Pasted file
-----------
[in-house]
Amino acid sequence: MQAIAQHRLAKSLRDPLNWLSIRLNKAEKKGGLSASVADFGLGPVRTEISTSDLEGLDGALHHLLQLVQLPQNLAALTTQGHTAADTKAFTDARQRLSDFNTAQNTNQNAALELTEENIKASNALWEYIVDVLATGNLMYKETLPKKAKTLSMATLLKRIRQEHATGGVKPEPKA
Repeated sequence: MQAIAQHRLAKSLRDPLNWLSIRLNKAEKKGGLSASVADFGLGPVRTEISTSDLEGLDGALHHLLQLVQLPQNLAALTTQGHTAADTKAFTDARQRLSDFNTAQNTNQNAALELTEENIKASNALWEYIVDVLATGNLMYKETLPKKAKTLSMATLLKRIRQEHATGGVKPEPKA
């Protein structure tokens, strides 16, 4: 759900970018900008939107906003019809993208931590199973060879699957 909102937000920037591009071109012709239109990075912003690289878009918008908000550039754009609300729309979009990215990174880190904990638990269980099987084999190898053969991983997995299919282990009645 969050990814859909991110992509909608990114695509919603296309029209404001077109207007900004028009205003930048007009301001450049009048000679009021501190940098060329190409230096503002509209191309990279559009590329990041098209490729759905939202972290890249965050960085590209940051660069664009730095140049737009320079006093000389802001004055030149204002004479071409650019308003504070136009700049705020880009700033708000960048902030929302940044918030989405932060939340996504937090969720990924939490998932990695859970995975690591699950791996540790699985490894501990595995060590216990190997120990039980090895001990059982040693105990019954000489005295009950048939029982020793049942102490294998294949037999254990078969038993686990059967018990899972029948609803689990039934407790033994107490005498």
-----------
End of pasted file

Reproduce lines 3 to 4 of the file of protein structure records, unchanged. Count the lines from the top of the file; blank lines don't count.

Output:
Repeated sequence: MQAIAQHRLAKSLRDPLNWLSIRLNKAEKKGGLSASVADFGLGPVRTEISTSDLEGLDGALHHLLQLVQLPQNLAALTTQGHTAADTKAFTDARQRLSDFNTAQNTNQNAALELTEENIKASNALWEYIVDVLATGNLMYKETLPKKAKTLSMATLLKRIRQEHATGGVKPEPKA
């Protein structure tokens, strides 16, 4: 759900970018900008939107906003019809993208931590199973060879699957 909102937000920037591009071109012709239109990075912003690289878009918008908000550039754009609300729309979009990215990174880190904990638990269980099987084999190898053969991983997995299919282990009645 969050990814859909991110992509909608990114695509919603296309029209404001077109207007900004028009205003930048007009301001450049009048000679009021501190940098060329190409230096503002509209191309990279559009590329990041098209490729759905939202972290890249965050960085590209940051660069664009730095140049737009320079006093000389802001004055030149204002004479071409650019308003504070136009700049705020880009700033708000960048902030929302940044918030989405932060939340996504937090969720990924939490998932990695859970995975690591699950791996540790699985490894501990595995060590216990190997120990039980090895001990059982040693105990019954000489005295009950048939029982020793049942102490294998294949037999254990078969038993686990059967018990899972029948609803689990039934407790033994107490005498």